It was the same, of course, prior to tough race relations legislation. Witless, vicious and ignorant claims were regularly made concerning the hygiene, intelligence, sexual proclivities, cultural practices and general ethnic inferiority of Afro-Caribbeans and Asians. Now that litigation is a real issue, the racist focus is on Roma (UK Travellers and European alike) and immigrants not immediately protected by the 1976/2000 Race Relations Act.

    With hysterical rags like the Mail and – in particular – the Express providing false witness, one despairs. I’m out of the loop now, having no direct contact with the Gypsies with whom I used to work. I don’t think I’ve got the energy or optimism to get stuck in again.

    Sorry – I’ve just ranted, haven’t I? I wish you well in the battle, T. You’re doing a fine job. Nil illegitimum carborundum!

  8. sungirltan Says:

    thanks D.
    Actually theres a right old row going on in plymouth atm re traveller sites. i think theres been some legislation about providing permanent sites lately. Anyway there are about 3 proposed sites in Plymouth in various undesirable locations but the one ajacent to Efford (which is pronounced EFFFFFERRD if you come form by ‘ere) may yet induce angry mobs with pitch forks. I have been following the story in the local rag (www.thisisplymouth.co.uk) for some months now. I’m sure you can imagine the shamelessly venomous opinions proudly articulated (or not) by the opposition. Sadly (as with most) the angry mob relies on the old cliche of ‘they don’t pay any tax ra ra ra so why should they exist!? i’m a taxpayer so i’m closer to god and therefore am omnipitent!!).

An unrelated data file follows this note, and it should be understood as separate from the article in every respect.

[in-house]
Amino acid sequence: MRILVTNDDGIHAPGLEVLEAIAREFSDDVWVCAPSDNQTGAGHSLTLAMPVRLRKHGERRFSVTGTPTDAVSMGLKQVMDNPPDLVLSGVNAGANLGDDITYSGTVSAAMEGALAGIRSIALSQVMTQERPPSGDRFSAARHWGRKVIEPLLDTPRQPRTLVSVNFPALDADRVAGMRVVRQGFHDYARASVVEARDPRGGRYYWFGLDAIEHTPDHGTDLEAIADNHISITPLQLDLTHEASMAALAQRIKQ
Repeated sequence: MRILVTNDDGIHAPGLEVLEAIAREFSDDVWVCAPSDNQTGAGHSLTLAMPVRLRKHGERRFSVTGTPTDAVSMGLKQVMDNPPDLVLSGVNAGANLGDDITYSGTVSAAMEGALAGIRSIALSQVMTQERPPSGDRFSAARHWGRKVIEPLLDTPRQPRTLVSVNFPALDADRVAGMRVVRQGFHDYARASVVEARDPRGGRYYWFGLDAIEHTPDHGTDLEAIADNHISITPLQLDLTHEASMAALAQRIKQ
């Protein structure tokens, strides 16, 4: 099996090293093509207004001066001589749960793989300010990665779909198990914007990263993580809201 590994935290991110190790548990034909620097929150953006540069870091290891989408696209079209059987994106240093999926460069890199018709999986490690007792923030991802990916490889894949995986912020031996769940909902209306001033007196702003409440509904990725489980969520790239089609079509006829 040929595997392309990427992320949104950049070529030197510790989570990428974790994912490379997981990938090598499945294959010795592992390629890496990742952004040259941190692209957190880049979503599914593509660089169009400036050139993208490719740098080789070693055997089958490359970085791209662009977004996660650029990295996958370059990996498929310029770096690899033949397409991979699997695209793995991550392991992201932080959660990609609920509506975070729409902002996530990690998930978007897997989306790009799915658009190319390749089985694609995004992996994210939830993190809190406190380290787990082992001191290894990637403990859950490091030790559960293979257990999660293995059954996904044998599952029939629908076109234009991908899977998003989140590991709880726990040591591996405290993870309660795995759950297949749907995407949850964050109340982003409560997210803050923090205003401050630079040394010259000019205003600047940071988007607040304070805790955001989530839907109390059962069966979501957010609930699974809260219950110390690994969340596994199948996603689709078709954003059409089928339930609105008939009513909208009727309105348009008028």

Apparently the non payment/questioned payment of tax bestows on the accuser complete exemption from prejudice/misinformation/myths/legends and downright racism.
    I think the reaction to travellers is possibly even worse down here than it is to asylum seekers/refugees/muslims/bme communities/single mothers/the unemployed/overweight people/social workers/pinko liberal brigade types/young offenders/substance misusers/etc – in that order.

  9. sungirltan Says:

    ps – won’t be letting the bastards get me down any time soon. Only when i think i know so much that i have the right to judge one human being’s worth against another, or my own. Then its time to stop.